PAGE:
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Searching for Warmth
03.09.06
This view shows excess heat radiation from cracks near Enceladus' south pole.

The exciting mystery of an active south polar region on Saturn’s icy moon Enceladus continues to unfold as scientists make the correlation between geologically youthful surface fractures and unusually warm temperatures.

This view shows excess heat radiation from cracks near the moon’s south pole. These warm fissures are the source of plumes of dust and gas seen by multiple instruments on the Cassini spacecraft during its flyby of Enceladus on July 14, 2005, as described in a series of papers in the March 10, 2006, issue of the journal Science.

This image shows two arrays of temperature readings across the surface of Enceladus, as measured by the Cassini composite infrared spectrometer, superimposed on images of the surface taken simultaneously by the imaging science subsystem.

Surface temperatures in Kelvin, derived from the intensity of infrared radiation detected by the composite infrared spectrometer, are shown along with their formal uncertainties, although true uncertainties for temperatures below about 75 Kelvin (minus 325 degrees Fahrenheit) are not easily described by a single number.

Enhanced thermal emission is seen in the vicinity of the prominent "tiger stripe" fissures discovered by the imaging cameras. In this image, the excess emission is most strongly seen in the left-most composite infrared spectrometer field of view, which includes a fissure near the end of one of the tiger stripes. The peak temperatures, 86 Kelvin and 90 Kelvin (minus 305 and minus 298 degrees Fahrenheit) respectively, are averages over the composite infrared spectrometer field of view, and other composite infrared spectrometer data suggest that much higher temperatures, up to at least 145 Kelvin (minus 199 degrees Fahrenheit), occur in narrow zones a few hundred meters wide along the tiger stripe fissures. See (PIA07794) for a related image.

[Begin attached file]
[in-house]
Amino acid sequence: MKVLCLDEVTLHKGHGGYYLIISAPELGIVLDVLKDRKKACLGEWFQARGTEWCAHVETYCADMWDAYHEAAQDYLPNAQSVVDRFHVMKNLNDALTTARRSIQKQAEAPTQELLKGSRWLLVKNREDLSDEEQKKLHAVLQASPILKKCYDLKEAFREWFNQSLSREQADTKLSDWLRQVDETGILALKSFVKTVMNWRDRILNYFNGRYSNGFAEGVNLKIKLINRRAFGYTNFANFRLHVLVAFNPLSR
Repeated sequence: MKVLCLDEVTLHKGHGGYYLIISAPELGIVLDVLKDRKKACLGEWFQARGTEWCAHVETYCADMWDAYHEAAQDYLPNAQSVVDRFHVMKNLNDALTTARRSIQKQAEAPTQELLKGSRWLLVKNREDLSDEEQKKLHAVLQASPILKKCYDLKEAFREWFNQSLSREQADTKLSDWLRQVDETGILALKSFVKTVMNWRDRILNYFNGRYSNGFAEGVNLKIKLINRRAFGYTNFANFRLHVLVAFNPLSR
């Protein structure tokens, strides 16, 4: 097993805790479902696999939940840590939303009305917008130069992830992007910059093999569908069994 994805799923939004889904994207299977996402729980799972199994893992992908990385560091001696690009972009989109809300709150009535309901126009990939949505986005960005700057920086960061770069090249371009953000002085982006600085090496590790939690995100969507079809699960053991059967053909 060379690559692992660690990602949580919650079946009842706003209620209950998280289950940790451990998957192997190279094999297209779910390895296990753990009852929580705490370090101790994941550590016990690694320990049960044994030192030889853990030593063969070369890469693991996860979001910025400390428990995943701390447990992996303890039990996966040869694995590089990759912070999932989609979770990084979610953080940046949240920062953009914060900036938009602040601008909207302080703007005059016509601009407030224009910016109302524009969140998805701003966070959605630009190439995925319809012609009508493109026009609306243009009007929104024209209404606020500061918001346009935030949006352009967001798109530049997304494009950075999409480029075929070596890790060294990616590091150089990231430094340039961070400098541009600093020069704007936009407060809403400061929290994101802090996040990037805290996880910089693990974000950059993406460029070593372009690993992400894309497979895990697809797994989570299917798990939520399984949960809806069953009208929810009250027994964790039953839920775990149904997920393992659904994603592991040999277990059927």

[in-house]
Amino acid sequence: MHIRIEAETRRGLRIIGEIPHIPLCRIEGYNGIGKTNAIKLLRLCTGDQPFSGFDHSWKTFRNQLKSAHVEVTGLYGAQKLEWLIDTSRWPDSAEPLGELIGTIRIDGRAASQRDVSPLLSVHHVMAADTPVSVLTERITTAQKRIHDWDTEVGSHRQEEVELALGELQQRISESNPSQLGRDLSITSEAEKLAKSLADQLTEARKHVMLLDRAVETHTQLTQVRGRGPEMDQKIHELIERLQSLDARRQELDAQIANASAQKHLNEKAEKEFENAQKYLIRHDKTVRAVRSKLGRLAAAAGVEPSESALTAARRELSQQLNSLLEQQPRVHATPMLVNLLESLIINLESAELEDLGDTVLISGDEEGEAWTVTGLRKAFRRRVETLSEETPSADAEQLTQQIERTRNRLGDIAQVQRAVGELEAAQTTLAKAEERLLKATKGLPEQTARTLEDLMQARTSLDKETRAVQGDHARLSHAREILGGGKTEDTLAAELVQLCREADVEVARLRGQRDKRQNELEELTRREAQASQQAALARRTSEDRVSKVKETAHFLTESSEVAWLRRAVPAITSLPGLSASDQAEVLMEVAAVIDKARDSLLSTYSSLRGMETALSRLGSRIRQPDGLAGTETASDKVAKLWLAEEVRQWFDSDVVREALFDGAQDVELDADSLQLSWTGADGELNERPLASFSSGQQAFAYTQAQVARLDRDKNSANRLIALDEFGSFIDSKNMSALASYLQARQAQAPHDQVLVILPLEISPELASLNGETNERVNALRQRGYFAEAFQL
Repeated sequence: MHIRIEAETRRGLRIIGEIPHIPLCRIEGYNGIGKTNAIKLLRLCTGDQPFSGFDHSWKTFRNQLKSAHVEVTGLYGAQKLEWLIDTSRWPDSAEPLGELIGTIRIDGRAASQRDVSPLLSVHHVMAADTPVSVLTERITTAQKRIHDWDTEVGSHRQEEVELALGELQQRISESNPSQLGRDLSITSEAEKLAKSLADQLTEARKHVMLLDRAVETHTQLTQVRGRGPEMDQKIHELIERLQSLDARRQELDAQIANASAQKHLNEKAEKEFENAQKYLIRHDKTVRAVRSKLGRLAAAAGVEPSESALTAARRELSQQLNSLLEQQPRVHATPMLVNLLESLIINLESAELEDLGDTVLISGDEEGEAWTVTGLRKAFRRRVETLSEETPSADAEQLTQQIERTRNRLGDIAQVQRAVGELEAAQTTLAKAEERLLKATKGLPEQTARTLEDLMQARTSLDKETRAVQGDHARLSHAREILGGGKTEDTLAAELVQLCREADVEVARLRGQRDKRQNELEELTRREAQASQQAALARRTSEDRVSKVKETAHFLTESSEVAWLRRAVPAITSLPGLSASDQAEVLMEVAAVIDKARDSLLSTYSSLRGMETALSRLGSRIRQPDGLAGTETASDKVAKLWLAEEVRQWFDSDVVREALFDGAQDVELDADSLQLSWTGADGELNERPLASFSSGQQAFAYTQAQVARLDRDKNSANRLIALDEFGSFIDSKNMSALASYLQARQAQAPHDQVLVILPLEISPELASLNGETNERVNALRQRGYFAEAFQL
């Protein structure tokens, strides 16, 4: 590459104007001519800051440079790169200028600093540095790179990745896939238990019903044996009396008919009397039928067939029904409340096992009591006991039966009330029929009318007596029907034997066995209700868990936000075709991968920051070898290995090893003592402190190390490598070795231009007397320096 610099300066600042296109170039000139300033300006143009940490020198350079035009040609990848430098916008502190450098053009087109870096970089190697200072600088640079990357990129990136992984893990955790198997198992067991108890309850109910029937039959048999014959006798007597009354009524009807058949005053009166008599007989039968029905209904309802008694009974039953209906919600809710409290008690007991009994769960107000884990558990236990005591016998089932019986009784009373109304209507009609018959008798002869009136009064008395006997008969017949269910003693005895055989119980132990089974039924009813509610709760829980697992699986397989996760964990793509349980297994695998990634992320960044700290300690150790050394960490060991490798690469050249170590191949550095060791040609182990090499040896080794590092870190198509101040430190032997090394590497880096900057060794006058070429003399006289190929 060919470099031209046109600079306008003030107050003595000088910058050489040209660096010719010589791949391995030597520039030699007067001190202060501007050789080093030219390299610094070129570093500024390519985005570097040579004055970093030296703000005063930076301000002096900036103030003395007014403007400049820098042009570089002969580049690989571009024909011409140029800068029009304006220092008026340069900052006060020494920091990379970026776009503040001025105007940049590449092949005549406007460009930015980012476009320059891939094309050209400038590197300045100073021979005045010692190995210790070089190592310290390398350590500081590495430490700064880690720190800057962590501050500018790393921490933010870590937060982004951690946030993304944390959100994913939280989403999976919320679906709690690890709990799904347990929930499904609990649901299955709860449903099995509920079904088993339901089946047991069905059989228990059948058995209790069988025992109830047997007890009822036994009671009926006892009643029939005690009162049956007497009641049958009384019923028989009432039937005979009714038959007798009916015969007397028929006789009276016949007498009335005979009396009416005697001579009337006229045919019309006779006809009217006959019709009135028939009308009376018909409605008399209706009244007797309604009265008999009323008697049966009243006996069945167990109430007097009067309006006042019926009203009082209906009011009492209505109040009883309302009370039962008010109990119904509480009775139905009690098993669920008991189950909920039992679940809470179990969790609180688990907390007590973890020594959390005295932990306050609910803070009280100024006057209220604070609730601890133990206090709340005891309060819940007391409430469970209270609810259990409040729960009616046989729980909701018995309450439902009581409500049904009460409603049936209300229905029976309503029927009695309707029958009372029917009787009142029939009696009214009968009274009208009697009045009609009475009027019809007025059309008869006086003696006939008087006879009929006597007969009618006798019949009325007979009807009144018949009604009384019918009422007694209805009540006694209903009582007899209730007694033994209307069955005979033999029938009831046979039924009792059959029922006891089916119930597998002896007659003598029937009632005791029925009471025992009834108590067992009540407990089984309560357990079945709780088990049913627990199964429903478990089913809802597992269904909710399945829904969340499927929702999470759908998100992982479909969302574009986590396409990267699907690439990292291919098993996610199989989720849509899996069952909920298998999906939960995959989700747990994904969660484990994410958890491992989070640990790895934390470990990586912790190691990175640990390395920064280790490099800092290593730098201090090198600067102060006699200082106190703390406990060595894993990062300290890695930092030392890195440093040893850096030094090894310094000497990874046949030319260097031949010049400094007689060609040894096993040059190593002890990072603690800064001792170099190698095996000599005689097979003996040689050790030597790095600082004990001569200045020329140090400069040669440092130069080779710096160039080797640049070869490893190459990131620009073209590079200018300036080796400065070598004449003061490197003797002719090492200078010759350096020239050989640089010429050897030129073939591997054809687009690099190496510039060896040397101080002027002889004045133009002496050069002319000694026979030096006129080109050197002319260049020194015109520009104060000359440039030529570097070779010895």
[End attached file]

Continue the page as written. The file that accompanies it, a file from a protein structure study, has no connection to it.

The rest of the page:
This image is centered near longitude 135 west, latitude 65 south, and each square from the composite infrared spectrometer field of view is 17.5 kilometers (10.9 miles) across.

This Cassini narrow-angle camera image has been cropped and resized for presentation.

The Cassini-Huygens mission is a cooperative project of NASA, the European Space Agency and the Italian Space Agency. The Jet Propulsion Laboratory, a division of the California Institute of Technology in Pasadena, manages the mission for NASA's Science Mission Directorate, Washington, D.C. The Cassini orbiter was designed, developed and assembled at JPL. The composite infrared spectrometer team is based at NASA's Goddard Space Flight Center, Greenbelt, Md. The imaging operations center is based at the Space Science Institute in Boulder, Colo.

For more information about the Cassini-Huygens mission visit http://saturn.jpl.nasa.gov .
The composite infrared spectrometer team homepage is http://cirs.gsfc.nasa.gov/ .
The Cassini imaging team homepage is at http://ciclops.org .

Credit: NASA/JPL/GSFC/Space Science Institute

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